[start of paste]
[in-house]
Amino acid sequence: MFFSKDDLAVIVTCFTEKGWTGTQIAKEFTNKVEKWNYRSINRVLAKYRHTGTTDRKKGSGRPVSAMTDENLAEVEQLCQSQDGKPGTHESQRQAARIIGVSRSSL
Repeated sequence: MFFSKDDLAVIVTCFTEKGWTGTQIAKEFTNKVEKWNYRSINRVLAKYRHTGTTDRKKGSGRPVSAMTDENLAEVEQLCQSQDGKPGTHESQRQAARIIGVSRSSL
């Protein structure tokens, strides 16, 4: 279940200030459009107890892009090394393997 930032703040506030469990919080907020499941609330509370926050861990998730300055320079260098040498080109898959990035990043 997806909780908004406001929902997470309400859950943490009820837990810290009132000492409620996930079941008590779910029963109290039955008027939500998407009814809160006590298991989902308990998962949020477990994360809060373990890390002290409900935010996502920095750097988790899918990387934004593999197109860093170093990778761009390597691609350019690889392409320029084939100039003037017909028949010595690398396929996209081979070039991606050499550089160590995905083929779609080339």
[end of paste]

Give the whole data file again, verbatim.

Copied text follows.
[in-house]
Amino acid sequence: MFFSKDDLAVIVTCFTEKGWTGTQIAKEFTNKVEKWNYRSINRVLAKYRHTGTTDRKKGSGRPVSAMTDENLAEVEQLCQSQDGKPGTHESQRQAARIIGVSRSSL
Repeated sequence: MFFSKDDLAVIVTCFTEKGWTGTQIAKEFTNKVEKWNYRSINRVLAKYRHTGTTDRKKGSGRPVSAMTDENLAEVEQLCQSQDGKPGTHESQRQAARIIGVSRSSL
């Protein structure tokens, strides 16, 4: 279940200030459009107890892009090394393997 930032703040506030469990919080907020499941609330509370926050861990998730300055320079260098040498080109898959990035990043 997806909780908004406001929902997470309400859950943490009820837990810290009132000492409620996930079941008590779910029963109290039955008027939500998407009814809160006590298991989902308990998962949020477990994360809060373990890390002290409900935010996502920095750097988790899918990387934004593999197109860093170093990778761009390597691609350019690889392409320029084939100039003037017909028949010595690398396929996209081979070039991606050499550089160590995905083929779609080339």